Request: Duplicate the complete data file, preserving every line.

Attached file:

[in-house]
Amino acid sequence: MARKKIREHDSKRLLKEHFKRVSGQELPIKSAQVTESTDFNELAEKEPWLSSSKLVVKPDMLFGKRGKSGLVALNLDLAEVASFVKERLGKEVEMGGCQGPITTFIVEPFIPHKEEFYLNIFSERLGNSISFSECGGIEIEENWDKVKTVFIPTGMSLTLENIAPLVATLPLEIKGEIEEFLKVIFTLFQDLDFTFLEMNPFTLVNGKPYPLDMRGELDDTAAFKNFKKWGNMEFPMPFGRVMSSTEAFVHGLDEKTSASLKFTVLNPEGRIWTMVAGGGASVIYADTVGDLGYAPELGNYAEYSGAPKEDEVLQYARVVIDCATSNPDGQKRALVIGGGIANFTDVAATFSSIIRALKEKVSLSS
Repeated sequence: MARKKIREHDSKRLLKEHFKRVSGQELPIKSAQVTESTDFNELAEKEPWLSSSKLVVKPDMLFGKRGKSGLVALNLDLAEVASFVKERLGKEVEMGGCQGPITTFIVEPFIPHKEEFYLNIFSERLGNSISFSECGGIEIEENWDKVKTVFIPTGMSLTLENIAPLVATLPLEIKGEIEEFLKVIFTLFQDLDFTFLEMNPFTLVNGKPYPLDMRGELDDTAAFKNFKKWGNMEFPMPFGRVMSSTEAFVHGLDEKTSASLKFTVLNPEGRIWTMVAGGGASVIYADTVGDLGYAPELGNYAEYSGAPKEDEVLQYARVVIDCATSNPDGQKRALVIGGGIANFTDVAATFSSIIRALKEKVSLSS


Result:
[in-house]
Amino acid sequence: MARKKIREHDSKRLLKEHFKRVSGQELPIKSAQVTESTDFNELAEKEPWLSSSKLVVKPDMLFGKRGKSGLVALNLDLAEVASFVKERLGKEVEMGGCQGPITTFIVEPFIPHKEEFYLNIFSERLGNSISFSECGGIEIEENWDKVKTVFIPTGMSLTLENIAPLVATLPLEIKGEIEEFLKVIFTLFQDLDFTFLEMNPFTLVNGKPYPLDMRGELDDTAAFKNFKKWGNMEFPMPFGRVMSSTEAFVHGLDEKTSASLKFTVLNPEGRIWTMVAGGGASVIYADTVGDLGYAPELGNYAEYSGAPKEDEVLQYARVVIDCATSNPDGQKRALVIGGGIANFTDVAATFSSIIRALKEKVSLSS
Repeated sequence: MARKKIREHDSKRLLKEHFKRVSGQELPIKSAQVTESTDFNELAEKEPWLSSSKLVVKPDMLFGKRGKSGLVALNLDLAEVASFVKERLGKEVEMGGCQGPITTFIVEPFIPHKEEFYLNIFSERLGNSISFSECGGIEIEENWDKVKTVFIPTGMSLTLENIAPLVATLPLEIKGEIEEFLKVIFTLFQDLDFTFLEMNPFTLVNGKPYPLDMRGELDDTAAFKNFKKWGNMEFPMPFGRVMSSTEAFVHGLDEKTSASLKFTVLNPEGRIWTMVAGGGASVIYADTVGDLGYAPELGNYAEYSGAPKEDEVLQYARVVIDCATSNPDGQKRALVIGGGIANFTDVAATFSSIIRALKEKVSLSS